repeatRateTimer = setTimeout( function( ){ repeating = false; }, 1000 );
}

The timeout should be cleared only after it expires, so the if condition needed to be moved into the timeout function:

if( repeatRateTimer == null )
{
    repeatRateTimer = setTimeout( function( ) {
        repeating = false;
        clearTimeout( repeatRateTimer );
        repeatRateTimer = null;
    }, 1000 );
}

I'll leave this bounty open in case someone can improve upon this, or provide a better alternative.

share|improve this answer
    
This is what I would have suggested and is how many race conditions are handled - via a semaphore ( a spinning lock in this case where you are spinning the boolean implemented variable repeatRateTimer ). –  Travis J Jul 11 '12 at 23:13
    
@TravisJ, thanks for the introduction to semaphore. –  Quantastical Jul 12 '12 at 4:19

Look at the following JavaScript file. If you scroll down to line 530 you will find the following class:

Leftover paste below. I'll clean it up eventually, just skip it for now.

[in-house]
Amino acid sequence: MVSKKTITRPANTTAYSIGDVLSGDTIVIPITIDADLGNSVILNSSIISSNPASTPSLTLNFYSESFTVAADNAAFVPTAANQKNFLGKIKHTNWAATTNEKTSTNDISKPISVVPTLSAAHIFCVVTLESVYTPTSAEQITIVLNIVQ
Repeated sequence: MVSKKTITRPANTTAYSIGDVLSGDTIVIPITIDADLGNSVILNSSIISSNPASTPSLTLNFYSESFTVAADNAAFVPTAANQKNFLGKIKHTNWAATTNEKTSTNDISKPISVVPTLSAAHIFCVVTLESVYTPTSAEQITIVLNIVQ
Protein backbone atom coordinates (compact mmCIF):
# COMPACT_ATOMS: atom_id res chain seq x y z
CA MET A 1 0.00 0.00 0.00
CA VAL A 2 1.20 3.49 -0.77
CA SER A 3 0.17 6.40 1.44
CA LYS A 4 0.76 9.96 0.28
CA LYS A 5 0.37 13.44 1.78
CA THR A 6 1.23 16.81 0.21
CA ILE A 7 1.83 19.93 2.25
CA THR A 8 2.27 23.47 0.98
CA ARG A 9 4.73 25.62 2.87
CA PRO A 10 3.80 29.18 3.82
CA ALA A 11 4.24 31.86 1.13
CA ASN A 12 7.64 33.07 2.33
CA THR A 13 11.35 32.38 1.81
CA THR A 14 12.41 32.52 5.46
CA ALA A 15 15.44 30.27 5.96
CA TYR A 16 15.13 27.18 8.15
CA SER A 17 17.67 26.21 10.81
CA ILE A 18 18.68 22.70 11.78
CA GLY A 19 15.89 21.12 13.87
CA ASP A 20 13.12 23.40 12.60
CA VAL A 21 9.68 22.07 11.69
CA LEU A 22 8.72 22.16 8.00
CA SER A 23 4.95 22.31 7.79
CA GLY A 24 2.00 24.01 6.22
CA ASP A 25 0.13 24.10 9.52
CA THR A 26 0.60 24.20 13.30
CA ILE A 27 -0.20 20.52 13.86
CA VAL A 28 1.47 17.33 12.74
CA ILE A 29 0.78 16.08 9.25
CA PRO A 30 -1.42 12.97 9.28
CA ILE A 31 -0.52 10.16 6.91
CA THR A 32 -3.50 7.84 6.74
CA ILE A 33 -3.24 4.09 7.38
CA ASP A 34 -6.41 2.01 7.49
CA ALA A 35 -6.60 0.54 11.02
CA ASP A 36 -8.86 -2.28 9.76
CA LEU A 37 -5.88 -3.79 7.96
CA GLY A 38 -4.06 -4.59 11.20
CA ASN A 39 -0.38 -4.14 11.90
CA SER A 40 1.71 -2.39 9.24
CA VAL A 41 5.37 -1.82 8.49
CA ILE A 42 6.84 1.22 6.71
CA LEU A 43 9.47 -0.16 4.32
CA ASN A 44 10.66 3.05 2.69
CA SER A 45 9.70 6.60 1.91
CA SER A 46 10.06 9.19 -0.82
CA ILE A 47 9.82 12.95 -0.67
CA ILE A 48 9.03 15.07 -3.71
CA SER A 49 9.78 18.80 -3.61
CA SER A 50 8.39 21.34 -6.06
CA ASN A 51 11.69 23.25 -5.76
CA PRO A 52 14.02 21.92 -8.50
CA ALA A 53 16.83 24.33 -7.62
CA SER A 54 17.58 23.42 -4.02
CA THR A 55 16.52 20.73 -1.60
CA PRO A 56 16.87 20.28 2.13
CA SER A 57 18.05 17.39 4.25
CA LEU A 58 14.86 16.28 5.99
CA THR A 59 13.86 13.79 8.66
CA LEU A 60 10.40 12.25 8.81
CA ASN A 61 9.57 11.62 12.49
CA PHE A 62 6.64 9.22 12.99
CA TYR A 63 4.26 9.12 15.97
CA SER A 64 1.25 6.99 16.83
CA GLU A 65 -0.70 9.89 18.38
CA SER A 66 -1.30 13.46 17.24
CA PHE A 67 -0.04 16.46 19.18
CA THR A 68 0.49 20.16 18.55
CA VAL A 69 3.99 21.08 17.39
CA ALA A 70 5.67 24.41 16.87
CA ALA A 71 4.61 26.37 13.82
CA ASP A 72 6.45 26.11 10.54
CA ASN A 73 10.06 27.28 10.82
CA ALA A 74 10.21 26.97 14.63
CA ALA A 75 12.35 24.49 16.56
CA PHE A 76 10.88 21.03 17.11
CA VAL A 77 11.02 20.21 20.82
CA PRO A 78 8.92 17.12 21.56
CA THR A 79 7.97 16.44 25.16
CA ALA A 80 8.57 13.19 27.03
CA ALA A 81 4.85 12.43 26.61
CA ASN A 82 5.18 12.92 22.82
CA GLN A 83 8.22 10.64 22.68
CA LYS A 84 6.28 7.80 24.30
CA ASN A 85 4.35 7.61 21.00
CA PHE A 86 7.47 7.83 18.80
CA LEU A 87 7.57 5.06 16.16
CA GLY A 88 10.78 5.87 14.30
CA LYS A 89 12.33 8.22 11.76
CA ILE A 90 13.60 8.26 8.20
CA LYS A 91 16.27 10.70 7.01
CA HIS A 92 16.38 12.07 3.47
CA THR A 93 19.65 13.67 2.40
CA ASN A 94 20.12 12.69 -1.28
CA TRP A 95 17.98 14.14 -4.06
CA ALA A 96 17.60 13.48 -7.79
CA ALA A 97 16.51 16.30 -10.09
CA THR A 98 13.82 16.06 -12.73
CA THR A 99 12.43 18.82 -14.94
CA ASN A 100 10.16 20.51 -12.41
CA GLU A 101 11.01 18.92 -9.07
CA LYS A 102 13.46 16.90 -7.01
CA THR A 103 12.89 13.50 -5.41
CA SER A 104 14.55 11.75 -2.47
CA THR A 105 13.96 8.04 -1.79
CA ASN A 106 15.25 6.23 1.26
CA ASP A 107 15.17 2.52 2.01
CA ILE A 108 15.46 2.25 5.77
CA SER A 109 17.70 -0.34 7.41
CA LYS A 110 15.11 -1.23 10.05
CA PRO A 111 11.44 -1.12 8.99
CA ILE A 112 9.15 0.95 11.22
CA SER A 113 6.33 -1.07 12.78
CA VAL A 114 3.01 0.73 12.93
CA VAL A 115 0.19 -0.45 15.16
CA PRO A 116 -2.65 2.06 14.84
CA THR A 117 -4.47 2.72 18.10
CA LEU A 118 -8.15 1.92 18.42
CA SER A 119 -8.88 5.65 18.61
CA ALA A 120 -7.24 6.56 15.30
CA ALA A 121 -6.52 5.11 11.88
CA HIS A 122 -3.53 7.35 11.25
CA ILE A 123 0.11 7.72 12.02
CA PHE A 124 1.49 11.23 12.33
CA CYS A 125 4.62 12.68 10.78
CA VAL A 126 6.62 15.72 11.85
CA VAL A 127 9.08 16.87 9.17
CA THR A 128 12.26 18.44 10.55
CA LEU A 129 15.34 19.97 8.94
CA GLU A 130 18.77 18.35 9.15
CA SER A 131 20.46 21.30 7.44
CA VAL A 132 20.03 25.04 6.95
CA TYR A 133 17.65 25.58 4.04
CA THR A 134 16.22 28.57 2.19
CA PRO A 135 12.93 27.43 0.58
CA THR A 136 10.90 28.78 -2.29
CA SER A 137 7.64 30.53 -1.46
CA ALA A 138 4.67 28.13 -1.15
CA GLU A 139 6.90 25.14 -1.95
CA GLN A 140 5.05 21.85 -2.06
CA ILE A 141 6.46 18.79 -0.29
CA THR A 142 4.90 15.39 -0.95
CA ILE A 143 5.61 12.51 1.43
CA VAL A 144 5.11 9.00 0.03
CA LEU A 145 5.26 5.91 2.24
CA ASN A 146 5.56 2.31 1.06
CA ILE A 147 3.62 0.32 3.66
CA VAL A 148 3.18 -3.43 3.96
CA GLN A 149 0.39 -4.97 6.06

var Keyboard = new Class(function (constructor) {
    var key = {};

    var eventListener = {
        keyup: {},
        keydown: {},
        keypress: {}
    };

    constructor.overload(["Number"], function (interval) {
        setInterval(keypress, interval);
    });

    window.addEventListener("keyup", keyup, false);
    window.addEventListener("keydown", keydown, false);

    function keyup(event) {
        var keyCode = event.keyCode;
        var listener = eventListener.keyup[keyCode];
        key[keyCode] = false;
        if (listener)
        listener();
    }

    function keydown(event) {
        var keyCode = event.keyCode;
        var listener = eventListener.keydown[keyCode];
        key[keyCode] = true;
        if (listener)
        listener();
    }

    function keypress() {
        for (var code in key) {
            var listener = eventListener.keypress[code];
            if (key[code] && listener) listener();
        }
    }

    this.addEventListener = new Dispatcher(["String", "Number", "Function"], function (type, keyCode, listener) {
        type = eventListener[type];
        if (type) type[keyCode] = listener;
        else throw new Error("Unexpected value for type.");